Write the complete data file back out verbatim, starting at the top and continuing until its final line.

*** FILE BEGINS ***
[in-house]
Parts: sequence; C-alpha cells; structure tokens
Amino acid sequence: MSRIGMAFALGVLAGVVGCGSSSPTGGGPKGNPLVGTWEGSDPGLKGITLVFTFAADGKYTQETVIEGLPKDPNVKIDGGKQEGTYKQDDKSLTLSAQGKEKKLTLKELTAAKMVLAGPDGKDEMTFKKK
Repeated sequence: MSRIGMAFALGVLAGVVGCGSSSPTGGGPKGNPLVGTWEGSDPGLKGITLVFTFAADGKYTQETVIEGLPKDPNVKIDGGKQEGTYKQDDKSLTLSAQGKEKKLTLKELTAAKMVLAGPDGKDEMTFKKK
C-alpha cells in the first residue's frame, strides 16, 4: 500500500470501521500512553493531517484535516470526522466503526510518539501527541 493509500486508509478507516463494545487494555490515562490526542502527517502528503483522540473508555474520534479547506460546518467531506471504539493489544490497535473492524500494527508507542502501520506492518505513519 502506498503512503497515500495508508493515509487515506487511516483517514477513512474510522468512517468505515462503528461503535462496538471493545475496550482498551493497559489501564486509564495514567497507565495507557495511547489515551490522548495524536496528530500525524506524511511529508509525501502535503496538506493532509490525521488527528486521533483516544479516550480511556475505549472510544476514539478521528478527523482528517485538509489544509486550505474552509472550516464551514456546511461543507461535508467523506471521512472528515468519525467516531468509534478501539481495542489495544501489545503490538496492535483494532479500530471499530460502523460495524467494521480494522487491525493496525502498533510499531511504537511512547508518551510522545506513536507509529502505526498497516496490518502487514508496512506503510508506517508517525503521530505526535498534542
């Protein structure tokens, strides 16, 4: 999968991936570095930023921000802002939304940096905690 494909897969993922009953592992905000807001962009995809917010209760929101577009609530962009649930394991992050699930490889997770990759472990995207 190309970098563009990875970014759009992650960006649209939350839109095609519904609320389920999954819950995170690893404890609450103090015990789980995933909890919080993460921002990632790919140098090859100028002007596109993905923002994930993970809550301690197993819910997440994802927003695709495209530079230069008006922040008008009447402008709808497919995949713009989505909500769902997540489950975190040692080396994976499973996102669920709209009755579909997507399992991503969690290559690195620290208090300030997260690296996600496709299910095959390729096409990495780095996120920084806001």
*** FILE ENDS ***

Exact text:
[in-house]
Parts: sequence; C-alpha cells; structure tokens
Amino acid sequence: MSRIGMAFALGVLAGVVGCGSSSPTGGGPKGNPLVGTWEGSDPGLKGITLVFTFAADGKYTQETVIEGLPKDPNVKIDGGKQEGTYKQDDKSLTLSAQGKEKKLTLKELTAAKMVLAGPDGKDEMTFKKK
Repeated sequence: MSRIGMAFALGVLAGVVGCGSSSPTGGGPKGNPLVGTWEGSDPGLKGITLVFTFAADGKYTQETVIEGLPKDPNVKIDGGKQEGTYKQDDKSLTLSAQGKEKKLTLKELTAAKMVLAGPDGKDEMTFKKK
C-alpha cells in the first residue's frame, strides 16, 4: 500500500470501521500512553493531517484535516470526522466503526510518539501527541 493509500486508509478507516463494545487494555490515562490526542502527517502528503483522540473508555474520534479547506460546518467531506471504539493489544490497535473492524500494527508507542502501520506492518505513519 502506498503512503497515500495508508493515509487515506487511516483517514477513512474510522468512517468505515462503528461503535462496538471493545475496550482498551493497559489501564486509564495514567497507565495507557495511547489515551490522548495524536496528530500525524506524511511529508509525501502535503496538506493532509490525521488527528486521533483516544479516550480511556475505549472510544476514539478521528478527523482528517485538509489544509486550505474552509472550516464551514456546511461543507461535508467523506471521512472528515468519525467516531468509534478501539481495542489495544501489545503490538496492535483494532479500530471499530460502523460495524467494521480494522487491525493496525502498533510499531511504537511512547508518551510522545506513536507509529502505526498497516496490518502487514508496512506503510508506517508517525503521530505526535498534542
């Protein structure tokens, strides 16, 4: 999968991936570095930023921000802002939304940096905690 494909897969993922009953592992905000807001962009995809917010209760929101577009609530962009649930394991992050699930490889997770990759472990995207 190309970098563009990875970014759009992650960006649209939350839109095609519904609320389920999954819950995170690893404890609450103090015990789980995933909890919080993460921002990632790919140098090859100028002007596109993905923002994930993970809550301690197993819910997440994802927003695709495209530079230069008006922040008008009447402008709808497919995949713009989505909500769902997540489950975190040692080396994976499973996102669920709209009755579909997507399992991503969690290559690195620290208090300030997260690296996600496709299910095959390729096409990495780095996120920084806001």